Rampant gang violence and drug trafficking that frequently contributes to it has prompted many to describe San Pedro Sula as “the murder capital of the world.” Gabriela Redondo, director of Colectivo Unidad Color Rosa, said during the conference that her group’s work with the authorities has had a positive impact. 

“This has helped us,” said Redondo.
Anti-trans violence remains commonplace in San Pedro Sula, despite the aforementioned efforts.

Six members of Congress earlier this year in a letter that urged the U.S. Agency for International Development to fund LGBT advocacy efforts in Central America noted a Honduran television broadcast a video showing police “brutally” beating a trans woman. Nahomy Otero, a trans woman who lives in the city, told the Irish Times in May that trans Hondurans face “torture” and other abuse from “police officers and other public security agents.”
“Honduras has a bunch of bills and inclusive bills, but they do not translate into practice,” said Romero.

Thursday’s meeting took place a day before more than 200 LGBT rights advocates from throughout the Western Hemisphere will gather in Tegucigalpa for a regional conference the Gay and Lesbian Victory Fund co-organized.
                    God or Hell, Homosexuality Made or Born?
Learning about HOMOSEXUALITY Answer the great question: 1[Born or made] 2[God or Homosexuality] “God or Hell. Where would you like to spend eternity?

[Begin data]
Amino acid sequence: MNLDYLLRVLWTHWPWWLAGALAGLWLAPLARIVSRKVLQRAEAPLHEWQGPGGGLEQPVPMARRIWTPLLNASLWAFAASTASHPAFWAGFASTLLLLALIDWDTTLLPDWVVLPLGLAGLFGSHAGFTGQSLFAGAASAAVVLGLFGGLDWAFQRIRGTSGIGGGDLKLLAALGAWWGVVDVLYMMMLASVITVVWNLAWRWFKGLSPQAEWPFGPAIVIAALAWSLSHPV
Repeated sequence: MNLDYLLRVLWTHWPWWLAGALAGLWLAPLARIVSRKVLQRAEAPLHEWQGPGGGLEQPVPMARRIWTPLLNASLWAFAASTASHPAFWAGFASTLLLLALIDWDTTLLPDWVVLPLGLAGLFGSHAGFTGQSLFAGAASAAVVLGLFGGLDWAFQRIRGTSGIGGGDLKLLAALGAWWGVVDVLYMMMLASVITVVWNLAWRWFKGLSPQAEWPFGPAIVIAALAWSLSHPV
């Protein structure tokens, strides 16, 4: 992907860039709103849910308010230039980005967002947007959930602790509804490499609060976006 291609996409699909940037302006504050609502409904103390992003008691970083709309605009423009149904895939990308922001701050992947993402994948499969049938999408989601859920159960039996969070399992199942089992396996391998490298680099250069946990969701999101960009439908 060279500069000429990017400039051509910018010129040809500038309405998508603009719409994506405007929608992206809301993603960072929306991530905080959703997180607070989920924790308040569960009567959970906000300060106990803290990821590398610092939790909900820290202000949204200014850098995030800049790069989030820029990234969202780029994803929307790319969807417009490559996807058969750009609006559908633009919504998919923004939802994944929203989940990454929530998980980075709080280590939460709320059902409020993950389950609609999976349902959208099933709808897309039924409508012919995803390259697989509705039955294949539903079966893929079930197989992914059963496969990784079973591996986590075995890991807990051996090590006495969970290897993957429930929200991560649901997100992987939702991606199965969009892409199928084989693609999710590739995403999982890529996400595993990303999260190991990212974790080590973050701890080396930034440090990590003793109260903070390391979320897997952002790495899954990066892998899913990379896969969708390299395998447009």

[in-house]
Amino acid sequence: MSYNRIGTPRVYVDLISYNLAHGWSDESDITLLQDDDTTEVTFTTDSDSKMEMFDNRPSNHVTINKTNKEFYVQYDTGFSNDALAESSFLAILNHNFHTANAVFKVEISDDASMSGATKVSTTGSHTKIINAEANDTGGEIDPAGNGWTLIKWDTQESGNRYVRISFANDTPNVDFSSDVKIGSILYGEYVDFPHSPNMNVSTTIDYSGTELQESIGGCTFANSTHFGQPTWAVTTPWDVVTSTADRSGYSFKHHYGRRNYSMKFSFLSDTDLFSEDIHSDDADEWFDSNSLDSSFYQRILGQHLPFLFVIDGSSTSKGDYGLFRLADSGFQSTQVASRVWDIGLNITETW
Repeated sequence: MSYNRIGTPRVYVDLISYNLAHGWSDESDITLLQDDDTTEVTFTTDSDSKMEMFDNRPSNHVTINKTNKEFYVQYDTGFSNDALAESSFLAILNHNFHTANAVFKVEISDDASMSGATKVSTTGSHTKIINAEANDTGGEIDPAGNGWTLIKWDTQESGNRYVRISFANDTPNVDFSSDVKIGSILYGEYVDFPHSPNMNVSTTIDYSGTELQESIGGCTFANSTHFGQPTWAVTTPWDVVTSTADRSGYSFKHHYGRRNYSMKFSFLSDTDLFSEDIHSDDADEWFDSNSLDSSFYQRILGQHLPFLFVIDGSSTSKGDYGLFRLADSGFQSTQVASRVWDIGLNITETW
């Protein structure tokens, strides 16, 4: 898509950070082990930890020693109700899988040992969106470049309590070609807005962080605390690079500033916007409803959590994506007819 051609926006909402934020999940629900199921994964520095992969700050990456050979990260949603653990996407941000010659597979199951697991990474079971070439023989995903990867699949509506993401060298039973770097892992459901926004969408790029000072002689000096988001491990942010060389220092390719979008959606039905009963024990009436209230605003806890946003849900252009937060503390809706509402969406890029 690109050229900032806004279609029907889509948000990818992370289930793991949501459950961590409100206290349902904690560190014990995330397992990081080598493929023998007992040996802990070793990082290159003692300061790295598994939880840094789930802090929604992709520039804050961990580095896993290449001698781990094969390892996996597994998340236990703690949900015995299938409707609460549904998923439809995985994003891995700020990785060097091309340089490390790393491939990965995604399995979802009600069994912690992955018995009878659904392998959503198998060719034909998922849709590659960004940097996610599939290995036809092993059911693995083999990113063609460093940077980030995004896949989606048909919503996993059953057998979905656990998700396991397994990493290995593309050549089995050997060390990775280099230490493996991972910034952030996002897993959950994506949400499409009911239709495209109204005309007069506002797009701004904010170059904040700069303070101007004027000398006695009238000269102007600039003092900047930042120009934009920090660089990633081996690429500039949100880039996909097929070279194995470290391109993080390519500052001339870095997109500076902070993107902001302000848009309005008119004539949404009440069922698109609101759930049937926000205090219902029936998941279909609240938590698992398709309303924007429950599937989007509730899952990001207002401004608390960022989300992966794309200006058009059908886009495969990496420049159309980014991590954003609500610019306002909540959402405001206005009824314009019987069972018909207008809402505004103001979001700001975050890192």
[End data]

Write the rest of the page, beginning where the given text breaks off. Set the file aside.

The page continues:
Honduras is a good but rare example of the politicians being ahead of the populace. The reason for this, is education. In the United States and most countries in the West people have learn about the LGBT community by learning it from their families, friends, neighbors and coworkers. They showed others they were just people like them. Nothing specially good nor bad, just people like everyone else. The only difference being something that is not uncommon in other species, something sexual and something that affects no one except themselves. Once that education took place it was gay community organizations who pushed the politicians to try to protect them by passing laws against bigotry and abuses against them.The laws are there but they really haven’t work and the government on hand hand recognizes the LGBT community and in the other hand discriminates against them.